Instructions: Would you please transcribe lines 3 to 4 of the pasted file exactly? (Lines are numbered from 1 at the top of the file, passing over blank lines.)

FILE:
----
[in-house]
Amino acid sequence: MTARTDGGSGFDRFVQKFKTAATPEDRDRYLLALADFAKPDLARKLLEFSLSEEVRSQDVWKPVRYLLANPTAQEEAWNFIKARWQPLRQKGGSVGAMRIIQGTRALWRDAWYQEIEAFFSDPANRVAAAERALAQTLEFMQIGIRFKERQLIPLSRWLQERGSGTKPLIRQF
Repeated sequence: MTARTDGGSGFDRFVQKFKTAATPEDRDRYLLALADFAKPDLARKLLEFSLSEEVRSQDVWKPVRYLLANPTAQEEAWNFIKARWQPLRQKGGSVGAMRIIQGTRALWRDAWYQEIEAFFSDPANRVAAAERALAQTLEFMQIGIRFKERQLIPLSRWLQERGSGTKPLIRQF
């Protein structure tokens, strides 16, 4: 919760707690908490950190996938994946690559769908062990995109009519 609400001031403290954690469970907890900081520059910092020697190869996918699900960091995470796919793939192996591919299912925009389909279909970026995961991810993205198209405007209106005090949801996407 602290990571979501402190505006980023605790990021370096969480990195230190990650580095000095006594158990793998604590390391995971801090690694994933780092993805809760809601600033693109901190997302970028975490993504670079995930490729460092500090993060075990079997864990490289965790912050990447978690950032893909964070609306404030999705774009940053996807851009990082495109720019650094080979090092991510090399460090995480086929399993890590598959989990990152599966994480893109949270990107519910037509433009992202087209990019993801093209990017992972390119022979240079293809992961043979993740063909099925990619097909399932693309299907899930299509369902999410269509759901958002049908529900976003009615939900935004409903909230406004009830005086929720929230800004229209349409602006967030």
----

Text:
Repeated sequence: MTARTDGGSGFDRFVQKFKTAATPEDRDRYLLALADFAKPDLARKLLEFSLSEEVRSQDVWKPVRYLLANPTAQEEAWNFIKARWQPLRQKGGSVGAMRIIQGTRALWRDAWYQEIEAFFSDPANRVAAAERALAQTLEFMQIGIRFKERQLIPLSRWLQERGSGTKPLIRQF
């Protein structure tokens, strides 16, 4: 919760707690908490950190996938994946690559769908062990995109009519 609400001031403290954690469970907890900081520059910092020697190869996918699900960091995470796919793939192996591919299912925009389909279909970026995961991810993205198209405007209106005090949801996407 602290990571979501402190505006980023605790990021370096969480990195230190990650580095000095006594158990793998604590390391995971801090690694994933780092993805809760809601600033693109901190997302970028975490993504670079995930490729460092500090993060075990079997864990490289965790912050990447978690950032893909964070609306404030999705774009940053996807851009990082495109720019650094080979090092991510090399460090995480086929399993890590598959989990990152599966994480893109949270990107519910037509433009992202087209990019993801093209990017992972390119022979240079293809992961043979993740063909099925990619097909399932693309299907899930299509369902999410269509759901958002049908529900976003009615939900935004409903909230406004009830005086929720929230800004229209349409602006967030």